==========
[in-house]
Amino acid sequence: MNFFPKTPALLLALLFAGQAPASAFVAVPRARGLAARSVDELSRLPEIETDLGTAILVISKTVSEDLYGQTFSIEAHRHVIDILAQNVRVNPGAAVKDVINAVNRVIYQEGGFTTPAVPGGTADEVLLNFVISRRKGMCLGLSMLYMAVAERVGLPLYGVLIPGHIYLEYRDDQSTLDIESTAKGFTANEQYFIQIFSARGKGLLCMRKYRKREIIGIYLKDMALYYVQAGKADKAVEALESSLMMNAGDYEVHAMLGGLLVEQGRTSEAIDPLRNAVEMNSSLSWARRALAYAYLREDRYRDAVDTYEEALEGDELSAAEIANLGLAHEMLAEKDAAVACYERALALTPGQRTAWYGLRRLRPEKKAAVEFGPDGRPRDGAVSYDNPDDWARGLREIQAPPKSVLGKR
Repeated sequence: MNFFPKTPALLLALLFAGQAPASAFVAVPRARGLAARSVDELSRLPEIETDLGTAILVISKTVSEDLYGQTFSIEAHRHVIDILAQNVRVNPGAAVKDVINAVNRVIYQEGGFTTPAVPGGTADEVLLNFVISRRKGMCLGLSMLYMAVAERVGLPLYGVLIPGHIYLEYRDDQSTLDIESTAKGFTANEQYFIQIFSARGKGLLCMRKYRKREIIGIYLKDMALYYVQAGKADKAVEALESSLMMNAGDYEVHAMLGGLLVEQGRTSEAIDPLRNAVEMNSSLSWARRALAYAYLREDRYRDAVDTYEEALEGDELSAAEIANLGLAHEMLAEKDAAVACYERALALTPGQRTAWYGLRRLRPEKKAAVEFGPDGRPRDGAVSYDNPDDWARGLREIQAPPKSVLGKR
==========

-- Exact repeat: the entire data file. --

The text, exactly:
[in-house]
Amino acid sequence: MNFFPKTPALLLALLFAGQAPASAFVAVPRARGLAARSVDELSRLPEIETDLGTAILVISKTVSEDLYGQTFSIEAHRHVIDILAQNVRVNPGAAVKDVINAVNRVIYQEGGFTTPAVPGGTADEVLLNFVISRRKGMCLGLSMLYMAVAERVGLPLYGVLIPGHIYLEYRDDQSTLDIESTAKGFTANEQYFIQIFSARGKGLLCMRKYRKREIIGIYLKDMALYYVQAGKADKAVEALESSLMMNAGDYEVHAMLGGLLVEQGRTSEAIDPLRNAVEMNSSLSWARRALAYAYLREDRYRDAVDTYEEALEGDELSAAEIANLGLAHEMLAEKDAAVACYERALALTPGQRTAWYGLRRLRPEKKAAVEFGPDGRPRDGAVSYDNPDDWARGLREIQAPPKSVLGKR
Repeated sequence: MNFFPKTPALLLALLFAGQAPASAFVAVPRARGLAARSVDELSRLPEIETDLGTAILVISKTVSEDLYGQTFSIEAHRHVIDILAQNVRVNPGAAVKDVINAVNRVIYQEGGFTTPAVPGGTADEVLLNFVISRRKGMCLGLSMLYMAVAERVGLPLYGVLIPGHIYLEYRDDQSTLDIESTAKGFTANEQYFIQIFSARGKGLLCMRKYRKREIIGIYLKDMALYYVQAGKADKAVEALESSLMMNAGDYEVHAMLGGLLVEQGRTSEAIDPLRNAVEMNSSLSWARRALAYAYLREDRYRDAVDTYEEALEGDELSAAEIANLGLAHEMLAEKDAAVACYERALALTPGQRTAWYGLRRLRPEKKAAVEFGPDGRPRDGAVSYDNPDDWARGLREIQAPPKSVLGKR